Lessons to learn from vehicle recalls

Unless you have been on a climbing expedition in Nepal, you can't have missed the news that Toyota has a recall underway for a number of its models.

So what is such big news in that? Well apparently, the devil himself is in danger with this one. It has replaced the weather as a topic of conversation and some learned scribes are firing lines like, "They will have to stop saying they are the best built cars in the world".

Rubbish. These same scribes with their tabloid vox-pop moment would not be aware that there are several car safety recalls underway every day of the year, and many more potentially deadly than this one.

So far this year 10 other car manufacturers have issued recalls, as have three van manufacturers, two motorbike manufacturers, and a bus builder.

Of course the Toyota recall is proper and needs to be done, but it was handled poorly by Toyota Europe who literally dropped Toyota Ireland in it with a lack of notice of the action it was taking.

The facts are that a component manufactured for selected Toyota models (see below ) in the United States was not up to standard and it is now being replaced. And, as I understand it, no Toyota car in Europe has been involved in a serious accident, and nobody has died or been seriously injured on our continent due to this mechanism. I assure you that is not the case in many other recalls.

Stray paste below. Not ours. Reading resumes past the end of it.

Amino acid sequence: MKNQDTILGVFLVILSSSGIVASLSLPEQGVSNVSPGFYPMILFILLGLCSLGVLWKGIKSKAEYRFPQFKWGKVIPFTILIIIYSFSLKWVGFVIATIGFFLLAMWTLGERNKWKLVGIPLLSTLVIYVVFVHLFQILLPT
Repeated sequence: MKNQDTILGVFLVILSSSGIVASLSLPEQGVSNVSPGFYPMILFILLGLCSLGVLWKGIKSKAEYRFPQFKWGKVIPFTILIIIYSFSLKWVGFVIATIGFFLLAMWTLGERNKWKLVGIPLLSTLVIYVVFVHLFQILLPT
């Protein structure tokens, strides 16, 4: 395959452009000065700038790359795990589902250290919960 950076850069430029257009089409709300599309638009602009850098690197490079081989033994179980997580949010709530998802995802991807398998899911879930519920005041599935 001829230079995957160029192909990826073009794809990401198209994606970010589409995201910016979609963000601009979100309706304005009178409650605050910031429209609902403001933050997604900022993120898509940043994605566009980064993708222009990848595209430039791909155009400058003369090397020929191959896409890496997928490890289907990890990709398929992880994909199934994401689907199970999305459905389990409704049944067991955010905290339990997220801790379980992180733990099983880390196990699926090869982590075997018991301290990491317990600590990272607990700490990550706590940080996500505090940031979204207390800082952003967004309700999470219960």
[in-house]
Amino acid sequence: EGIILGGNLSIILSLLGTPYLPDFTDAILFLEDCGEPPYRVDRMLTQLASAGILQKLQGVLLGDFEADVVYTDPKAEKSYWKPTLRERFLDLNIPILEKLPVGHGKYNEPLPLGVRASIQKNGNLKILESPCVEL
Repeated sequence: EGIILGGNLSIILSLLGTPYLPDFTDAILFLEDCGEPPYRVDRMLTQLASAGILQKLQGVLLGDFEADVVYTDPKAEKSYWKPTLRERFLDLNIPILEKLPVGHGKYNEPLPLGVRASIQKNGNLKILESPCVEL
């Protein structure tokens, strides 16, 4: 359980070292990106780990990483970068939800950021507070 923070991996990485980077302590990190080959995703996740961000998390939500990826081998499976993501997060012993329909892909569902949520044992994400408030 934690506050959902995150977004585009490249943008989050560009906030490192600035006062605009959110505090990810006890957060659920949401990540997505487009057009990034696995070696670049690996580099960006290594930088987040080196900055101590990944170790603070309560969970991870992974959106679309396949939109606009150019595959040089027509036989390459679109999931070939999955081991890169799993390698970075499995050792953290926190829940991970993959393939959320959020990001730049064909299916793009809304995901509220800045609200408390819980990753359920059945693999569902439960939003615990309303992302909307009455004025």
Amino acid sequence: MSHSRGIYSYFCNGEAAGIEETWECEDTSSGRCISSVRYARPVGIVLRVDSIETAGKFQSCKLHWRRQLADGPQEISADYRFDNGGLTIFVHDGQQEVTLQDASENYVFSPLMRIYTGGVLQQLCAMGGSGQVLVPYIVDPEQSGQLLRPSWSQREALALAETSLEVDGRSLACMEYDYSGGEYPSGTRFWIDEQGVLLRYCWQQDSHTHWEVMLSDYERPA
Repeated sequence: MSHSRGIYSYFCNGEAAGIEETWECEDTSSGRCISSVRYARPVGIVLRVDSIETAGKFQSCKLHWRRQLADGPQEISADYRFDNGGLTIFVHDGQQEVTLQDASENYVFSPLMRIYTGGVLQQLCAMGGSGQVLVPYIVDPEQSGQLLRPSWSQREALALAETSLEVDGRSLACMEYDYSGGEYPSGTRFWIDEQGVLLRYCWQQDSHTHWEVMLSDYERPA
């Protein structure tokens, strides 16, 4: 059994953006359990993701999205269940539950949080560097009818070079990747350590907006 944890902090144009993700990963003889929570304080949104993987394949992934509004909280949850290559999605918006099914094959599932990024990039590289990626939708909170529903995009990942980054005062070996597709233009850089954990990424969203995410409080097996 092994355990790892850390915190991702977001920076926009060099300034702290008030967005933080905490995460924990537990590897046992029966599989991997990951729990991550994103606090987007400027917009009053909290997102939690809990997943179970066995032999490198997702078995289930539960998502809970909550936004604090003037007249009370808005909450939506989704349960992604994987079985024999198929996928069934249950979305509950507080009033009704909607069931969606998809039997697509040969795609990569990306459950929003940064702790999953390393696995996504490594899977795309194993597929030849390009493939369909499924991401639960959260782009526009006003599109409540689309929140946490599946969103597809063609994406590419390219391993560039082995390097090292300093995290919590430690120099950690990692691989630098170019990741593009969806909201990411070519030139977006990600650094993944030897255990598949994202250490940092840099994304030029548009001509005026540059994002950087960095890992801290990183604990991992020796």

All car manufacturers have safety recalls, some of them many times in a year. The problem in this country is that some car manufacturers and distributors are not very open about them because of a fear of adverse publicity, preferring to just contact each owner individually.

In the US you will find a page full of them in major Sunday papers, and in the UK they are legally obliged to inform a government body, which in turn publicises them. Perhaps this is a lesson that should be learned from this episode and a new level of openness and public notification should be adhered to by Irish distributors and vehicle manufacturers.

There is a role here for the Irish Government to insist on public announcement of all safety recalls so that motorists are fully informed and this would deliver a level playing field. That way tabloid sensationalism will have no fodder to feed on in this area.

Toyota recall update

To help its customers during the safety recall campaign, Toyota Ireland has added a number of new features to its website www.toyota.ie

The website has a dedicated “frequently asked questions” section which answers many of the questions customers have regarding the recall.

The website also lists all affected and non-affected models. Customers can establish if their cars are affected by the recall by simply entering their vehicles’ registration numbers.

The specific models and production periods which are to be included in the recall due to a potential accelerator pedal issue are as follows:

Model Production Period

Aygo Feb 2005 – Aug. 2009

iQ Nov 2008 – Nov. 2009

Yaris Nov 2005 – Sep. 2009

Auris Feb 2007 – Nov. 2009

Corolla Feb 2008 – Dec. 2009

Verso Feb 2009 – Nov. 2009

Avensis Nov 2008 – July. 2009

Toyota tells us that two of their most popular models, the 1.4 petrol Corolla and 1.4 petrol Auris, are not included in the recall. It also confirms that right-hand drive RAV4 and Aygo manual vehicles are not affected.

 

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